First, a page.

Tax Reform and Tax Exempt Status of Municipal Bonds
Last Updated: 11/27/2013
In 1986, Congress overhauled the federal tax code, purging it of various exemptions, deductions and credits and using the savings to reduce marginal rates on both individuals and firms. It was a significant change, but over the years Congress and presidents of both parties have proceeded to undo the changes by tweaking the tax code 15,000 times over the last quarter-century. Special breaks, large and small, have crept back into the code during this time.
For the past three years the Senate Finance Committee, under Chairman Max Baucus (D-Mont.), has been assessing the issue, poring over the code in hearings and private meetings, with the goal of writing the first major tax-reform bill since 1986 before the 113th Congress ends and Mr. Baucus retires. Many believe the effort will collapse under the typical polarization that besets Washington.
The two leaders of the Senate Finance Committee have approached tax reform with a "blank slate" methodology as a starting point for tax reform. The approach would begin with a tax code where virtually no tax breaks would be available. The Senators called on their Senate colleagues to provide suggestions on which tax provisions need to be added back and improved in a reformed tax code. Senators Baucus and Hatch emphasized that any tax provisions should be added back only if they help grow the economy, make the tax code fairer, or effectively promote other important policy objectives. Senators had until July 26 to submit their proposals.
The Senators have indicated that the “blank-slate” is not the end of the discussion. Rather, they both believe that some existing tax expenditures should be preserved in some form. But the tax code is also littered with preferences for special interests. To help inform submissions, the Senators had the nonpartisan Joint Committee on Taxation (JCT) and their staffs analyze the relationship between tax expenditures and the current tax rates if the current level of progressivity is roughly maintained. The amount of rate reduction would depend on how much revenue was reserved for deficit reduction, if any, and from which income groups.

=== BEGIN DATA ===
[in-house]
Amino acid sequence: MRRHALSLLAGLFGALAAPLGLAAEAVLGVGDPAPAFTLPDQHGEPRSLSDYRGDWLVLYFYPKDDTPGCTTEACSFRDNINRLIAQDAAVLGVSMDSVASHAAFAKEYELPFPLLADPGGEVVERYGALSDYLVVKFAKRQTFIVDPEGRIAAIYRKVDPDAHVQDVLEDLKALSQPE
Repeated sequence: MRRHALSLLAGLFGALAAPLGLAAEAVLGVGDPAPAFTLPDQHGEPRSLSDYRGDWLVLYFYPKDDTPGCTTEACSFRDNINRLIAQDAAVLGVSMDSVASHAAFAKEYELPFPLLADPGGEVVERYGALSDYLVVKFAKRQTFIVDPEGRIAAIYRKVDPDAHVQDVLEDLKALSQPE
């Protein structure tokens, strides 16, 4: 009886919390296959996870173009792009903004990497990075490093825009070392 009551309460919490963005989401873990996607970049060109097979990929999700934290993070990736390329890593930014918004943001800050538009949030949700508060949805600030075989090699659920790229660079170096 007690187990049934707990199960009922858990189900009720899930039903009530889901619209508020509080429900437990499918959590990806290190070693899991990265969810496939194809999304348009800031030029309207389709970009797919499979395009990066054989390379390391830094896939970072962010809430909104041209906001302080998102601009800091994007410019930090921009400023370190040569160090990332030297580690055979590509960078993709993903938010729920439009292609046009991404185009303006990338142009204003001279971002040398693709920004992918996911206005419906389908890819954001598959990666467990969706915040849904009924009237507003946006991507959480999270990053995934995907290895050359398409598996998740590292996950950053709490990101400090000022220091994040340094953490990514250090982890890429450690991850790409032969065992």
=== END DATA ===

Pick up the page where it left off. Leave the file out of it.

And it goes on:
Policymakers from across the political spectrum have called for fundamental changes to our tax rules. However, tax reform could have significant implications to the City particularly if changes are made to the tax exempt status of municipal bonds and/or Home Mortgage Interest Deductions.
Tax-exempt municipal bonds
State and local governments have used tax-exempt municipal bonds to build public infrastructure for more than 200 years. It is the key feature that enables state and local governments to access necessary private investments for critical infrastructure projects, such as the construction or improvement of streets, highways, hospitals, bridges, water and sewer systems, playgrounds, public parks, and other public works. In fact, 75 percent of all national infrastructure projects have been completed using this low-cost, market-driven financing tool. Over the last decade, municipal bonds were used to finance $1.65 trillion in state and local infrastructure investments.
Home Mortgage Interest Deduction (HMID)
The repeal of the HMID and real property tax deduction would affect the finances of nearly every American and would have uncertain impacts on an already volatile housing market. Deductions for mortgage interest have been in place for more than a century as a means of encouraging home ownership. Local communities directly benefit from homeownership, as homeowners are active in the civic and political organizations of the community. Homeownership also promotes stability in the community, which creates positive social benefits and more desirable communities that retain and attract businesses and residents.
While tax reform is a laudable undertaking, there are potentially serious implications to the City if changes were made to these two deductions in particular. Reductions in the availability of tax-exempt financing to municipal governments, or increases in the cost of issuing tax-exempt bonds, could impose short and long-term fiscal implications on the City. Changes to HMID could have a distressing effect on the fragile recovery of the housing market, which would likewise impact the City.